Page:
Jealous man jailed for 24 years for murdering ex-partner

A man who shot dead his former partner, six weeks after she married another man, has been jailed for 24 years even though a judge acknowledges he will likely die in prison from terminal cancer.

Juan Gonzalez was 76 and had never been in trouble with the law when on May 20 last year he drove to Thanh Ngoc Truong’s unit in St Albans with his registered shotgun, let himself in and shot her in the neck, killing her.

Gonzalez then fired a second shot into his former partner as she lay on the kitchen floor and left her body to be discovered by her adult daughter.

The murder came about two months after Truong, 48, had ended their relationship and six weeks after she married another man, the Supreme Court heard on Thursday.

Gonzalez confessed to an ex-wife and a friend, locked his gun away and handed himself in to police within two hours. He must now serve 17 years in jail before he is eligible for parole, having previously pleaded guilty to murder.

Justice Amanda Fox said it was “highly likely, if not certain” that Gonzalez, now 77, would die in prison from cancer. A surgeon this year advised that his life expectancy could be as little as five years, but she said his callous crime still had to be denounced.

“This is another example of a man killing a woman, in circumstances where the woman has ended an intimate relationship, because he has found … reason to feel aggrieved, or because he is jealous, or some combination of both,” Fox said.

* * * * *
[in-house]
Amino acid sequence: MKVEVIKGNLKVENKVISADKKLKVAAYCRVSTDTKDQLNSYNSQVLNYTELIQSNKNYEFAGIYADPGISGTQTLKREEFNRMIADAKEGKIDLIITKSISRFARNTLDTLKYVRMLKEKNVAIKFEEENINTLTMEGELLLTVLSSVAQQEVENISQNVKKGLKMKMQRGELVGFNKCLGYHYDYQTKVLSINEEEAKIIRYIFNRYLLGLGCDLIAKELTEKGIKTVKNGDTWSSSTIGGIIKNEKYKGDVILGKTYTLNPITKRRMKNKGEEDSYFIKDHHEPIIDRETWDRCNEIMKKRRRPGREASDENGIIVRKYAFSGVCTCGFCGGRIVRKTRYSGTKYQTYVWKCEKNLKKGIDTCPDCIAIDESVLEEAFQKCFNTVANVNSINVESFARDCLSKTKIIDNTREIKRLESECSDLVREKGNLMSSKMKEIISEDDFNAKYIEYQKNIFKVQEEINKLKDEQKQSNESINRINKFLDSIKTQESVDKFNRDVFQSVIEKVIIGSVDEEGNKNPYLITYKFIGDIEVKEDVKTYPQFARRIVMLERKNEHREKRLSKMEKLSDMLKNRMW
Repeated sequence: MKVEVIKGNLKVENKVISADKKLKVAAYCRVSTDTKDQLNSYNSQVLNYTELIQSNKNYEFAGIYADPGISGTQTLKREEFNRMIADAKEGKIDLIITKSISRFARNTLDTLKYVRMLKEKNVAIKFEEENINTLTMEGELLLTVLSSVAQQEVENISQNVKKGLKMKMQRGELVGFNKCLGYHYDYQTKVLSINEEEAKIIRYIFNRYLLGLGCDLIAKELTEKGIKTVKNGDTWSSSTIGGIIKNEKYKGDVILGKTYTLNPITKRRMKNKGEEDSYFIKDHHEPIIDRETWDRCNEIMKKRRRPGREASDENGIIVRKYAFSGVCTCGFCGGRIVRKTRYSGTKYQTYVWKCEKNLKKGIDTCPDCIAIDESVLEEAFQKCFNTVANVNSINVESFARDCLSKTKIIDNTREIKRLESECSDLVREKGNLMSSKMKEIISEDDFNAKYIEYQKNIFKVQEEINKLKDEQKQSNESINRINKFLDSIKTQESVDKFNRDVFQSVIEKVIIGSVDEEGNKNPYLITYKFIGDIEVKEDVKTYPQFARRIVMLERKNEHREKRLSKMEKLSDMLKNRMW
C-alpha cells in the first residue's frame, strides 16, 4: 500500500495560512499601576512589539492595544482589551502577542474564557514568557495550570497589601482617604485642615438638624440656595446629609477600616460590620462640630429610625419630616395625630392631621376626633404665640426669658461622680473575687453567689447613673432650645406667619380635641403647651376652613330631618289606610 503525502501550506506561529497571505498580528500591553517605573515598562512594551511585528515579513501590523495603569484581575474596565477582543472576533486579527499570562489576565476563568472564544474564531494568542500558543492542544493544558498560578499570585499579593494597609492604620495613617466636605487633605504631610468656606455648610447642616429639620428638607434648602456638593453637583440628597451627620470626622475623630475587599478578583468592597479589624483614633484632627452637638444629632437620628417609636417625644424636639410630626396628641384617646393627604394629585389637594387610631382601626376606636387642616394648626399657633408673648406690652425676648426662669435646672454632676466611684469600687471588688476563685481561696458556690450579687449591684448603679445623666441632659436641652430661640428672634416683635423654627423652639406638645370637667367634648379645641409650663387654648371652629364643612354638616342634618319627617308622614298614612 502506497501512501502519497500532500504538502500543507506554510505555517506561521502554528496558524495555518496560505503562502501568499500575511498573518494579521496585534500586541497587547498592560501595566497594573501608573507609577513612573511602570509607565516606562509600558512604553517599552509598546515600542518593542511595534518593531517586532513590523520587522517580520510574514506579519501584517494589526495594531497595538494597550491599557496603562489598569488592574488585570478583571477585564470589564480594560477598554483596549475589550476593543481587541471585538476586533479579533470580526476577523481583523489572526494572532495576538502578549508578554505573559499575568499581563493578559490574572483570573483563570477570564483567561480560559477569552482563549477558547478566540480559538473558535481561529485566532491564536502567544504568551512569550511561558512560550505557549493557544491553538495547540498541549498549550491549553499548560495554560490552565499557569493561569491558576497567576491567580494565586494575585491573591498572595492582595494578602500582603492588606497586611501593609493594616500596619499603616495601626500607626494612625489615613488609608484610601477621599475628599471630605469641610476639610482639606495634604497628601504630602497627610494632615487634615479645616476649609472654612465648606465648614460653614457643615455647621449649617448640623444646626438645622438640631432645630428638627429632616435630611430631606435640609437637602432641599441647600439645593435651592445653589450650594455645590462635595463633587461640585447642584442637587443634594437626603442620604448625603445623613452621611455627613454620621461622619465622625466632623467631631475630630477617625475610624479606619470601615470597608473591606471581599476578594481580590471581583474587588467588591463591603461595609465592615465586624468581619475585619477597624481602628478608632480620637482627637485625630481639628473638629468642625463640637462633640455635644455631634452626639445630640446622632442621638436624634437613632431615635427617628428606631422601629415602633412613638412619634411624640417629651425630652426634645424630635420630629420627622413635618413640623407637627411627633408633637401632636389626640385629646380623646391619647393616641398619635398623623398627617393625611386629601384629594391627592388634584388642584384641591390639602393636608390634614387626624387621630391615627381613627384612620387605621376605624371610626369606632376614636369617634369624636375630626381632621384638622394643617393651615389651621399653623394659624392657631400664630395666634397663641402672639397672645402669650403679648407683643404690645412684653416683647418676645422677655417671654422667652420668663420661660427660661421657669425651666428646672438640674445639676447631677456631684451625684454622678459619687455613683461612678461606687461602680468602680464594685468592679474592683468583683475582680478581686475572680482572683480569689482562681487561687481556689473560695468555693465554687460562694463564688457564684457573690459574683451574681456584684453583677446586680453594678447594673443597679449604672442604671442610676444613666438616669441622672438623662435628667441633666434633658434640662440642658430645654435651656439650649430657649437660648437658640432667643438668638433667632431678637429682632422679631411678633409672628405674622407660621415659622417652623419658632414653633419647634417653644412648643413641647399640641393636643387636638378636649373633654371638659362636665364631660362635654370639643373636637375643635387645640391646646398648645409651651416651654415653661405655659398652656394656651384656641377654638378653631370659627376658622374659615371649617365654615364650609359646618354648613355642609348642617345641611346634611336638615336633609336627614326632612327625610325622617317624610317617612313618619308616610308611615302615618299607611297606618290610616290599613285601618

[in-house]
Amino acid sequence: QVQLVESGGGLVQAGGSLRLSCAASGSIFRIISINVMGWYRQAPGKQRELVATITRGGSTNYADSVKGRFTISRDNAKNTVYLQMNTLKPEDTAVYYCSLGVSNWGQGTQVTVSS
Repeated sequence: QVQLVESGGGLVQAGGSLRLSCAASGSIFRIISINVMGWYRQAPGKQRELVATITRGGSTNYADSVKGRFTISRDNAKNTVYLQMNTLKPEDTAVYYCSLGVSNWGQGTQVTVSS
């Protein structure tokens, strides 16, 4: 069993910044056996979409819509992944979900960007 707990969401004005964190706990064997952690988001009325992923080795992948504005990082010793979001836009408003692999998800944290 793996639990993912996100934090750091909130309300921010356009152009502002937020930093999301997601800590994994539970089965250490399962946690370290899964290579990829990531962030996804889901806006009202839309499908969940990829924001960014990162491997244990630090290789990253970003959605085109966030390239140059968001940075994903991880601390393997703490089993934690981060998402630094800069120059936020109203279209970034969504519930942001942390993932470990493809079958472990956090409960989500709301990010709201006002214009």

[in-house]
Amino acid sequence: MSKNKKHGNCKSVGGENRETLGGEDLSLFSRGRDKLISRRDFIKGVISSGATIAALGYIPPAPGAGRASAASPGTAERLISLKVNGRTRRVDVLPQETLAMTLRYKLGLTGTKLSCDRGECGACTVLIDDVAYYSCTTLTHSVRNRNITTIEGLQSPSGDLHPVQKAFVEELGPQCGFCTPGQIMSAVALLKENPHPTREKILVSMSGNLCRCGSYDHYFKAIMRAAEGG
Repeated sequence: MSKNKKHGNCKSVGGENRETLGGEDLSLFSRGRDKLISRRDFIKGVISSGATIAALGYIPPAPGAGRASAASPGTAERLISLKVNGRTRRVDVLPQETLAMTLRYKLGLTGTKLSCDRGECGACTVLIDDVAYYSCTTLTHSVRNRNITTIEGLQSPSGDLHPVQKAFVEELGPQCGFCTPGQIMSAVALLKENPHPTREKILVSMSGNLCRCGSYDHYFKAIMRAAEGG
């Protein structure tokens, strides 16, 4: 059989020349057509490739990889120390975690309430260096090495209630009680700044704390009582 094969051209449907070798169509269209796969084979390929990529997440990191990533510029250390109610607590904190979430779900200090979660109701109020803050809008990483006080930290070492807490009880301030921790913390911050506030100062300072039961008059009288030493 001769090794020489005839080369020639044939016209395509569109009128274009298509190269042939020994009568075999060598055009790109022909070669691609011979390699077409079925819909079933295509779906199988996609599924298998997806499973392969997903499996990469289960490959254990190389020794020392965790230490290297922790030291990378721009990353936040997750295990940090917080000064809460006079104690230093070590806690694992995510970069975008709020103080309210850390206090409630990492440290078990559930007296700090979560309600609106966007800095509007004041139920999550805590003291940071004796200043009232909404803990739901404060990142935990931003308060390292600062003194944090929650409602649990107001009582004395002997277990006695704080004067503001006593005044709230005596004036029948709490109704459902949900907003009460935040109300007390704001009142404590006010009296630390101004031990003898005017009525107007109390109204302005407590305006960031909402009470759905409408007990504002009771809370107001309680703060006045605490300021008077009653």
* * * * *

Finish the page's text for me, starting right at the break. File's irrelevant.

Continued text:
“Murder in these circumstances is a crime which deserves significant punishment, regardless of when in an offender’s life it is committed.”

Gonzalez and Truong were together less than a year, but the judge found he was jealous, controlling and over-protective during the relationship, and suspected she was seeing someone else. He confronted the other man and warned him to stay away, the court heard.

After his arrest, Gonzalez told police Truong regularly called him after their relationship ended and encouraged him to put his house in her name.

Truong’s death left her daughter and son traumatised, the judge said, and had devastated her new partner to the point he only wanted to sleep in an attempt to forget his grief.

“Ms Truong was entirely innocent and utterly defenceless in the face of your shotgun,” Fox told Gonzalez, a father of three and a former mechanical engineer and bus driver, who watched the hearing on a video link from prison.

“This is not a case where you suddenly and spontaneously lost control. You travelled to her residence uninvited and brutally killed her in her own home, a place where she should have been safe.

“She had ended your relationship, but you engaged in stalking behaviour and your counsel admits you were jealous.”

Fox acknowledged the killer’s remorse, guilty plea and that prison would be onerous given his age and ill-health, but noted that he knew his plight when he murdered his former partner.

The Morning Edition newsletter is our guide to the day’s most important and interesting stories, analysis and insights. Sign up here.

Most Viewed in National

From our partners

Source: Read Full Article